The book explores crucial questions concerning human social existence and its animal substrate, and the intersection between the human and the wolfishly bestial. The collection connects together innovative research on the cultural significance of wolves, wild children and werewolves from a variety of perspectives. We begin with the wolf itself as it has been interpreted as a cultural symbol and how it figures in contemporary debates about human existence, wilderness and nature. Alongside this, we consider eighteenth-century debates about wild children – often thought to have been raised by wolves and other animals – and their role in key questions about the origins of language and society. The collection continues with analyses of the modern werewolf and its cultural connotations in texts from nineteenth-century Gothic through early cinema to present-day television and Young Adult fiction, concluding with the transitions between animal and human in contemporary art, poetry and fashion.
representing slippages between them’.
In this respect the werewolf can be read as what Marjorie Garber, in the context of transvestism, has called a ‘third term’. For Garber, women dressed as men and vice versa are usually subsumed to one sex or the other by critical discourse, when in fact they operate as a third category in their own right. She explains:
The ‘third’ is that which questions binary thinking and
Patricia Duncker’s The Deadly Space Between and The Civil Partnership Act
structures of identity and relationships. David Punter argues that
vestment and the ceremonial characterize Gothic narratives. 11 The novel takes this
Gothic vestism one step further by developing a narrative transvestism
whereby in his narrative performance Toby dons on and off the different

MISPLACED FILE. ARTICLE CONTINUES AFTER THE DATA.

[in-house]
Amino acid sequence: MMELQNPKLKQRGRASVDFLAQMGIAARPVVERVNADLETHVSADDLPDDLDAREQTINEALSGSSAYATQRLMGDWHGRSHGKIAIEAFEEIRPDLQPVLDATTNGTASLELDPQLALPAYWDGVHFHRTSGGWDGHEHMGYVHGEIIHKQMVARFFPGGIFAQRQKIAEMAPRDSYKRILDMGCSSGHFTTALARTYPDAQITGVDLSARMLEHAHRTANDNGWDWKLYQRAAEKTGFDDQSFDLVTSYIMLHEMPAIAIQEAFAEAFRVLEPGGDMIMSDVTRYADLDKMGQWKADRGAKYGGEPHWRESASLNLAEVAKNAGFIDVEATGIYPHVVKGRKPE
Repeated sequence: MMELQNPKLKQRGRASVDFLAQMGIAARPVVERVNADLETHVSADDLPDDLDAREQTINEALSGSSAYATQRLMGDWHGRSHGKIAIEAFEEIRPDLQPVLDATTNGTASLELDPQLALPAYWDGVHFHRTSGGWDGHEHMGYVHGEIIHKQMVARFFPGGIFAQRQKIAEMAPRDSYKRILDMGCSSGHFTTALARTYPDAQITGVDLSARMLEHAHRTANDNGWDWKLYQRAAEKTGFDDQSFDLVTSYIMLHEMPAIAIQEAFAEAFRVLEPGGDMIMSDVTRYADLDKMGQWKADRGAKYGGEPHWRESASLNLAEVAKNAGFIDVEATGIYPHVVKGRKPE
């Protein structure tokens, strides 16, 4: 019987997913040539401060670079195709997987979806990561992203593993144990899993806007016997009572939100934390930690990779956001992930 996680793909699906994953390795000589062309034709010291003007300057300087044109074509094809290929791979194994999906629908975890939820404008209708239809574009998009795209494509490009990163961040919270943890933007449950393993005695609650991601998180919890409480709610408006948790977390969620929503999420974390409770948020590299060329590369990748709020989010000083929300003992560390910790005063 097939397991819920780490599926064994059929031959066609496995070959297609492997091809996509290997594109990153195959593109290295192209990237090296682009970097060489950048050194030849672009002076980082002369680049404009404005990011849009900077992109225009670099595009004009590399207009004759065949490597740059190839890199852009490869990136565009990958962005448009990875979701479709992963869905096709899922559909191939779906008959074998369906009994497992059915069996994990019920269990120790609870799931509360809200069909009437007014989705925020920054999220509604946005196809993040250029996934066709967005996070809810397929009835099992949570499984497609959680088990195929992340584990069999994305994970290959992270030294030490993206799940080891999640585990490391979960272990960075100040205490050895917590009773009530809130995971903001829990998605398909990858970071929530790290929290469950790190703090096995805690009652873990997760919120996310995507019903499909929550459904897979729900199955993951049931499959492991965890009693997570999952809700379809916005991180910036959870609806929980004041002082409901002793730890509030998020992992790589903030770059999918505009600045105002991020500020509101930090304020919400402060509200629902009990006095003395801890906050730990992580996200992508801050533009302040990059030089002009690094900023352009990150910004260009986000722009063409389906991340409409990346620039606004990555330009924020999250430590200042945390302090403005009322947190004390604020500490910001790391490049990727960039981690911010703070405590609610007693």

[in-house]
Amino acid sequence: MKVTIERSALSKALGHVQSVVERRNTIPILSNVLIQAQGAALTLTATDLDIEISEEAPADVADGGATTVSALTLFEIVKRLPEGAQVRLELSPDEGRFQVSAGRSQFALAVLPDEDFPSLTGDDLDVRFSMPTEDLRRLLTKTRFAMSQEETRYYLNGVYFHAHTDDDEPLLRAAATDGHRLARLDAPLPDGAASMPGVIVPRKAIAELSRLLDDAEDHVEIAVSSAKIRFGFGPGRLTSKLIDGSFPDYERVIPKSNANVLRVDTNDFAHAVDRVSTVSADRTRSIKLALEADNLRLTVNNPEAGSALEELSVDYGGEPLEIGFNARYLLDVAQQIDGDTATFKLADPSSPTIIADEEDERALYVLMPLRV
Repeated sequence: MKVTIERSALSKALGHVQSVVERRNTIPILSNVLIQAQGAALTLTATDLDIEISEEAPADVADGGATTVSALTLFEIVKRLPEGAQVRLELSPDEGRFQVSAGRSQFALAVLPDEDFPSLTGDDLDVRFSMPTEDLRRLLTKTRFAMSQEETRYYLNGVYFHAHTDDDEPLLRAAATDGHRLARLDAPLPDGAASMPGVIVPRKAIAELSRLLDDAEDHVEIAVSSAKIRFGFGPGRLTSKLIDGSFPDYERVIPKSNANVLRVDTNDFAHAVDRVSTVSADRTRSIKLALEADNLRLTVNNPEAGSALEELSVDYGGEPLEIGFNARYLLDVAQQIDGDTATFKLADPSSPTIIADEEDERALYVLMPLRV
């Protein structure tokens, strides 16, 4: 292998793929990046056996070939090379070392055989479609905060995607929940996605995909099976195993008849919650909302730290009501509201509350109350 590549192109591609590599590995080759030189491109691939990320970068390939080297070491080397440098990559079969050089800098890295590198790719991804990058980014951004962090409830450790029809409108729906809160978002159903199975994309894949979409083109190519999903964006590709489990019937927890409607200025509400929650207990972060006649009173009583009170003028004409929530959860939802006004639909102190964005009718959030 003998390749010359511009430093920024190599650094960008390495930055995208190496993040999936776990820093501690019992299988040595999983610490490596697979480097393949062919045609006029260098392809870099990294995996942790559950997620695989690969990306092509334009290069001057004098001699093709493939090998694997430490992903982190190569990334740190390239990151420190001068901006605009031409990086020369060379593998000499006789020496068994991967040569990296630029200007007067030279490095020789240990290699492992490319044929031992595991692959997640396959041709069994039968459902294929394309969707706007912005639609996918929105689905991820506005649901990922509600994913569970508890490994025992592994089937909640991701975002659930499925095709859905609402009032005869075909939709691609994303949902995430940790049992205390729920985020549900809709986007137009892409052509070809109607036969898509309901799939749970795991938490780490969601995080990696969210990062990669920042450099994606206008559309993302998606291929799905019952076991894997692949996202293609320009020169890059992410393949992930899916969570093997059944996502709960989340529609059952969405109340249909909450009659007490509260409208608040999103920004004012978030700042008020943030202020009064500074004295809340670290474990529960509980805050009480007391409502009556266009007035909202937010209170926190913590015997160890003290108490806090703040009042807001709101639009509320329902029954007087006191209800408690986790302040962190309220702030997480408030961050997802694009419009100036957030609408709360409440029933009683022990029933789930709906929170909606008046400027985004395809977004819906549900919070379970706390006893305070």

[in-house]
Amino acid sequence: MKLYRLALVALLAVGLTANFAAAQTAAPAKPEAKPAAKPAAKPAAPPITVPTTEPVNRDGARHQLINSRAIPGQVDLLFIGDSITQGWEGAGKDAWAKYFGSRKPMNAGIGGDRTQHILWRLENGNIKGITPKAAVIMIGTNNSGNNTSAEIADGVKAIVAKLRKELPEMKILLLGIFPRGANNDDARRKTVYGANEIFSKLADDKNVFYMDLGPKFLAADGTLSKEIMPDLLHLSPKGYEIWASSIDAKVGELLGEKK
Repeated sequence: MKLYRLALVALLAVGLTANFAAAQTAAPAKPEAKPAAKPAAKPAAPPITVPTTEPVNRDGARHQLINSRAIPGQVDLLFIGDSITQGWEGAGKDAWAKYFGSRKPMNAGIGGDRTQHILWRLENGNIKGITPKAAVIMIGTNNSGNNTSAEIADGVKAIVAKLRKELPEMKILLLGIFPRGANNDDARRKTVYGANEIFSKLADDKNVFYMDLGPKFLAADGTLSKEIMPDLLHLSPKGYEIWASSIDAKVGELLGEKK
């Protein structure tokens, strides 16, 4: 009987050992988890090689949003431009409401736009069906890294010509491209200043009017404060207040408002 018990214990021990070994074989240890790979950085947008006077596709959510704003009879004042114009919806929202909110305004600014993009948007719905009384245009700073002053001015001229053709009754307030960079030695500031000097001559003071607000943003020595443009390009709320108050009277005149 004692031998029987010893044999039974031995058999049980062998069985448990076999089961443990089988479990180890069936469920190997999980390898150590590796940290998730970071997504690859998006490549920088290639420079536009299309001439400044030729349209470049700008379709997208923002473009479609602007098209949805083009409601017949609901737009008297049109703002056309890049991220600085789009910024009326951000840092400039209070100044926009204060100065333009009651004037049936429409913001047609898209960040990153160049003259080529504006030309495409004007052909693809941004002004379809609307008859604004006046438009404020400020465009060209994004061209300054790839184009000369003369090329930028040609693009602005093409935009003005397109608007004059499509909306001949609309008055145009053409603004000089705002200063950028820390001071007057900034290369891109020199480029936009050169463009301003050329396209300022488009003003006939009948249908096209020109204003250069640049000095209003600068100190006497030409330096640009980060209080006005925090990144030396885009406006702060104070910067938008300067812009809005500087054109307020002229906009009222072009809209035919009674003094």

accounts of the Oedipal myth that were produced throughout history.
Spectacles of desire and performances of kinship are enhanced through
Angela Carter’s werewolves in historical perspective
Willem de Blécourt
contes de Perrault (Paris: Imago, 2004).
On Perrault and transvestism, see Orenstein,
Little Red Riding Hood Uncloaked , 198–200.
See Walter Scherf, Das
Märchenlexikon (Munich: Beck, 1995), 687–689;
Bacchilega, Postmodern Fairy Tales
pirate ship, and went under false colours”’ ( NC 32).
Identified as a suffragette, ‘a one for “Votes for
Women”’ ( NC 38), Nelson is also a crossdresser. In an
act of ‘authorial transvestism’ (Sage, 1992 : 173) that echoes the various citational travesties that
constitute The Passion of New Eve , Ma Nelson borrows the words of
Apollinaire to celebrate Fevvers as ‘the pure child of the
‘Tale of the
Spaniard’ Alonzo di Monçada in Charles Maturin’s
Melmoth the Wanderer (1820). Alonzo is relating to
John Melmoth, in painstaking detail, the story of his escape from the
monastery into which he had been coerced by his parents. While Alonzo
and his accomplice, the parricide, are concealed in an underground
vault, the latter recites a story of transvestism, cross-dressing and
Ann Radcliffe’s The Italian and Charlotte Dacre’s Zofloya: Or, The Moor
characters’ open identification with these roles occurs conversationally
in the Monastery garden where Twelfth Night rewrites itself,
Rosario/Matilda closely echoing Viola’s ‘worm in the bud’ speech to
Osario, a device that at once excites, and cleverly stills, suspicions
of homosexuality and transvestism. Ambrosio claims ‘never did a Parent
watch over a Child more fondly. . . . From the moment in which I first
). Accoutrements – created textures themselves –
create appearances; create gendered subjects: a sketch of the
dynamics of the text/ures of dress. That gothic form should be
‘stripped’ in this way precisely in the 1980s is
suggestive: in a context perceived as post-feminist, gender borders
have become debatable; cross-dressing and other forms of
transvestism start to develop into the